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Posts Tagged ‘Paul Arditti’

This August Wilson play, based on a real-life character – the so-called mother of blues – was his first big success in 1984, getting its first London production five years later in the Cottesloe Theatre. It became the first of his 10-play cycle covering the black American experience (each in a different decade of the 20th century) to be staged, though two are set before it. This very welcome revival is in the much bigger Lyttelton next door.

The whole play takes place in a Chicago recording studio in the 1920’s. Ma Rainey’s a bit of a diva who turns up an hour late for the recording session insisting that her stuttering nephew sings the intro to the title song using a different arrangement, that songs are changed, that her car (damaged en route) is repaired and returned to the studio and that coca cola is fetched from the deli before she starts. The band attempt to rehearse while they are waiting, but horn player Levee’s heart isn’t in it; he’s more concerned with his ambition and his new shoes.

The rest of the play moves between the band room and the studio, with Ma’s manager and the record producer regularly leaving the elevated control room, usually to argue with or placate Ma. Her daughter, the delightfully named Dussie Mae, flirts with Levee – well, more than flirts! The band banter and fight, and occasionally relate a real experience of horrific racist abuse and violence which is particularly chilling contained within the lighter tone. You’d expect the play to revolve around its title character, but in fact it’s heart is in the band room scenes, with their stories and relationships, which take a dramatic turn at the end.

It’s more of a ‘slice of life’ than a linear plotted play, but it achieves its purpose of taking us to a 20’s black American world. It’s a touch slow and low-energy in the slightly longer first half, but its still in preview so it may tighten. The Lyttelton is a much less intimate space than the Cottesloe, but Dominic Cooke’s production and Ultz design work well, with the long narrow band room rising stage front and the control room like an elevated container, both linked by a metal spiral staircase. 

At first I thought the band’s actors – an unrecognisable Clint Dyer on trombone, Giles Terera on bass, horn player O-T Fagbenle and Lucian Msamati on piano – were playing live, but I came to the conclusion the music was recorded, which is a great compliment to both their miming and Paul Arditti’s sound design. It’s a great cast, led by the incomparable Sharon D Clarke, who commands the stage and everyone on it when she is. Fagbenle is a very edgy and passionate Levee and Msamati is superb as Toledo, a role unlike any I’ve seen him play before.

I have to confess my memories of the 1989 production are feint, but its great to see it again and the audience reception was very positive indeed.

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Just when you thought the verbatim theatre phase might have passed, the Almeida makes its first foray into the genre. They are lucky to have writer Alecky Blythe, who has been a leader in this field. She pioneered the technique of playing the interview subjects’ words into actors ears as they recreate them over 10 years ago. In London Road, she had the interviews set to music. Here, she uses a community chorus (in the Greek sense, rather than the vocal sense) very effectively. Director Joe Hill-Gibbins takes a fresh approach to staging too, avoiding the pitfall of a lot of static talking heads, and designer Ian McNeil has created Almeida-in-the-round, which effectively blurs the line between audience and performers / chorus in another original approach.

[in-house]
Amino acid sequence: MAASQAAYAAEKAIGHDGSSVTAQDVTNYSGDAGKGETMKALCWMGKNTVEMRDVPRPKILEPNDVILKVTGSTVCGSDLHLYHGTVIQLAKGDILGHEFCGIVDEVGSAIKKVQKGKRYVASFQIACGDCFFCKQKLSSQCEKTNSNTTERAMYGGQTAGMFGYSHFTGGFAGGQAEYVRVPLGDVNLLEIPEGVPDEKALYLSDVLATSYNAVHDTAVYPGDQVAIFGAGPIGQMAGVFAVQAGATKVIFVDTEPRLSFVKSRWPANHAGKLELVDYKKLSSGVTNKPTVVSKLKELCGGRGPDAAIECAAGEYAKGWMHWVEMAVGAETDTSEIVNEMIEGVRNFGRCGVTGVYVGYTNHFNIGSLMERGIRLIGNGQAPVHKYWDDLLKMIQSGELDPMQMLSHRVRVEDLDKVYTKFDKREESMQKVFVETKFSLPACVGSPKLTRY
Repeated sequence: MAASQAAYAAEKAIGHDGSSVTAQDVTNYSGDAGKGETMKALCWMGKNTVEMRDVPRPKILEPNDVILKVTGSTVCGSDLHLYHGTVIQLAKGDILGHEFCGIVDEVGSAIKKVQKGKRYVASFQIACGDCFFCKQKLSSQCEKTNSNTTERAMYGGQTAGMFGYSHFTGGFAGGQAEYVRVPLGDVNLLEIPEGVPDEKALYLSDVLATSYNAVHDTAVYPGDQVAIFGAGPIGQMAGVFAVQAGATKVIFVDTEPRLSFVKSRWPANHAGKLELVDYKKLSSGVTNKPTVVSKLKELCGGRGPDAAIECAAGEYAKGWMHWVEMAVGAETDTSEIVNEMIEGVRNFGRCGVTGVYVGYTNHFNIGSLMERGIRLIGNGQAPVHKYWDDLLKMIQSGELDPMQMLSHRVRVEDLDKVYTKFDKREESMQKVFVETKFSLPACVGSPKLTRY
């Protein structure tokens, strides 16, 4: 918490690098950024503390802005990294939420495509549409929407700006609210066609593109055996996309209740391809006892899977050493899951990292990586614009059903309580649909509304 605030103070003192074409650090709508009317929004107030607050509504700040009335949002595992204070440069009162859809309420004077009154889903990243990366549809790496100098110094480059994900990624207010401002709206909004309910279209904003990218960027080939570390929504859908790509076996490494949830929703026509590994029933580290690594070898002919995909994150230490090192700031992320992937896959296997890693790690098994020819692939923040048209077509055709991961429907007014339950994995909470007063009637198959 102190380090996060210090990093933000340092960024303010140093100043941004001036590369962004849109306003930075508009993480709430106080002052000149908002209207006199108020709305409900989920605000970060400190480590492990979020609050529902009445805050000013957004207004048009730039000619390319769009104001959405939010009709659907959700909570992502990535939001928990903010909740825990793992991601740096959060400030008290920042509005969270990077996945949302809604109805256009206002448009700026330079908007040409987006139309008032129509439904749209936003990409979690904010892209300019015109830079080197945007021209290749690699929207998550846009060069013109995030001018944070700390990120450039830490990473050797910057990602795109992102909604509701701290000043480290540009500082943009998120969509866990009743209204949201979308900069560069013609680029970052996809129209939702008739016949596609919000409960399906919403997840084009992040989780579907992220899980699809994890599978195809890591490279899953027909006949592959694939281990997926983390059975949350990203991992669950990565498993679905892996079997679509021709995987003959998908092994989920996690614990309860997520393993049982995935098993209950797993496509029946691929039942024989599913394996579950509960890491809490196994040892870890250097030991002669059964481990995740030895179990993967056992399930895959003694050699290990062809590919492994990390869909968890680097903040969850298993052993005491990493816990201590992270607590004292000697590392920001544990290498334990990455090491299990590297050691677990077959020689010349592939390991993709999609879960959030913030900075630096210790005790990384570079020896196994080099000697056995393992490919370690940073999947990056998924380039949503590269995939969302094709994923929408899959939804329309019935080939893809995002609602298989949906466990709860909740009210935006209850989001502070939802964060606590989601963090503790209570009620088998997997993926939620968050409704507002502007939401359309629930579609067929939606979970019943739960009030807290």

The 2011 riots are a big issue and Blythe has chosen to focus on the effect on, and the reaction of, the local community, with the story of how people rallied around shopkeeper Siva at its core. It’s good at presenting the motivations of those involved in this, and another campaign in defence of young people, but that does mean we skirt over the causes, reasons and motivation of others, though the excellent programme helps present the bigger picture. This focus also gives the piece a surprisingly light touch, though I did think it resulted in sending up some of the interviewees, particularly the middle class do-gooders – though in all fairness this included Blythe who plays herself! Though she chose the final interview well, its staging provided too abrupt an ending.

In addition to an excellent ensemble of twelve actors playing multiple roles, the chorus of 31 volunteers from the local community animate the piece and contribute a lot to its effectiveness. They were exceptionally well integrated and it was sometimes hard to differentiate between the professionals and the volunteers. The audience on two levels closely surround a relatively small space, which most of the time represents a meeting space for the community leaders and campaigners. Multi -level platforms and four entrances ensure the whole theatre becomes the playing space; even the main entrance and upstairs windows play their part. Guy Hoare’s lighting moves us between locations and Paul Arditti’s sound design connects us with off-stage events.

There is a limit to what you can achieve in 90 minutes, and the three years that have passed since these events means we lose immediacy, but it’s a fine example of how the verbatim style can tackle things no other style can and there’s a freshness of approach here which makes it stand out. I’m not sure what Sarah and Tony from Clapton Green will think, though…..

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